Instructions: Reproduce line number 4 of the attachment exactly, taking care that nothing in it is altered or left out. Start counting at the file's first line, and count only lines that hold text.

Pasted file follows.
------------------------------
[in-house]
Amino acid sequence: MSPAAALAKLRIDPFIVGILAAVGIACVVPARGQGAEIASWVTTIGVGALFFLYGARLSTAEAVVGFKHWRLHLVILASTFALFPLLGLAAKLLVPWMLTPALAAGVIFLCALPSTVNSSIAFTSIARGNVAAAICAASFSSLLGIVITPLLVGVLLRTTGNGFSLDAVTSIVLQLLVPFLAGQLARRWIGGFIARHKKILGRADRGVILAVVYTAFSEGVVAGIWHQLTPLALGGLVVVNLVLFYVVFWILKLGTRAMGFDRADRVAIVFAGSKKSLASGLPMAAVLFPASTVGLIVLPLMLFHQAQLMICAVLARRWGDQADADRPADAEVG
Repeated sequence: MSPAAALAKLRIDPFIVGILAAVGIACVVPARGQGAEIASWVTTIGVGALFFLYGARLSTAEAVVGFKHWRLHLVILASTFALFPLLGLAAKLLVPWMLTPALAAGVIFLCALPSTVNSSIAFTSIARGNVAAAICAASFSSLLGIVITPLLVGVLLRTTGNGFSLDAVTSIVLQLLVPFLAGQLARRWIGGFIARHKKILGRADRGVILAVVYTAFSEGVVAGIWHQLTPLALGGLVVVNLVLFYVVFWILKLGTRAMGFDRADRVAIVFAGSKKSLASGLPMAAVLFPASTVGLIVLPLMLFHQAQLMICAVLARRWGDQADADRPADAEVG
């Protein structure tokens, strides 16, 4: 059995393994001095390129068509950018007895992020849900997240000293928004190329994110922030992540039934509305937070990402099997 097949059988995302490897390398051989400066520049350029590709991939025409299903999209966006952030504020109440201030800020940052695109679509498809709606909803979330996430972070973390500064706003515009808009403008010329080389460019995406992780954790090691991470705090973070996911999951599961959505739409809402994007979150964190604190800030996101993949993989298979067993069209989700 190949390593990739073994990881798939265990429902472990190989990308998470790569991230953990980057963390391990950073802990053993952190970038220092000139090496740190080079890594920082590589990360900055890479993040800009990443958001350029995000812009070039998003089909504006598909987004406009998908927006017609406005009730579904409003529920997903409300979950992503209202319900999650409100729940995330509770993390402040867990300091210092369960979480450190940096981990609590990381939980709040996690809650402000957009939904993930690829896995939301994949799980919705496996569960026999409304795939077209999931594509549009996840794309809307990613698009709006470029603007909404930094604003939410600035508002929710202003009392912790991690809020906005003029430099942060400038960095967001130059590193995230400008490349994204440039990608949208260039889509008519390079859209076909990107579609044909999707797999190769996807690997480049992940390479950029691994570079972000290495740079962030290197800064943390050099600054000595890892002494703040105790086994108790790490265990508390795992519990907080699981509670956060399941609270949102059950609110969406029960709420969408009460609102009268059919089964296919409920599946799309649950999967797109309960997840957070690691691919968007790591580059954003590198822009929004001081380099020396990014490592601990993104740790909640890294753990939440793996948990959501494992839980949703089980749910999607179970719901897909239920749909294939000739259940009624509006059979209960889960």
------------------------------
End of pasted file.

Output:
């Protein structure tokens, strides 16, 4: 059995393994001095390129068509950018007895992020849900997240000293928004190329994110922030992540039934509305937070990402099997 097949059988995302490897390398051989400066520049350029590709991939025409299903999209966006952030504020109440201030800020940052695109679509498809709606909803979330996430972070973390500064706003515009808009403008010329080389460019995406992780954790090691991470705090973070996911999951599961959505739409809402994007979150964190604190800030996101993949993989298979067993069209989700 190949390593990739073994990881798939265990429902472990190989990308998470790569991230953990980057963390391990950073802990053993952190970038220092000139090496740190080079890594920082590589990360900055890479993040800009990443958001350029995000812009070039998003089909504006598909987004406009998908927006017609406005009730579904409003529920997903409300979950992503209202319900999650409100729940995330509770993390402040867990300091210092369960979480450190940096981990609590990381939980709040996690809650402000957009939904993930690829896995939301994949799980919705496996569960026999409304795939077209999931594509549009996840794309809307990613698009709006470029603007909404930094604003939410600035508002929710202003009392912790991690809020906005003029430099942060400038960095967001130059590193995230400008490349994204440039990608949208260039889509008519390079859209076909990107579609044909999707797999190769996807690997480049992940390479950029691994570079972000290495740079962030290197800064943390050099600054000595890892002494703040105790086994108790790490265990508390795992519990907080699981509670956060399941609270949102059950609110969406029960709420969408009460609102009268059919089964296919409920599946799309649950999967797109309960997840957070690691691919968007790591580059954003590198822009929004001081380099020396990014490592601990993104740790909640890294753990939440793996948990959501494992839980949703089980749910999607179970719901897909239920749909294939000739259940009624509006059979209960889960």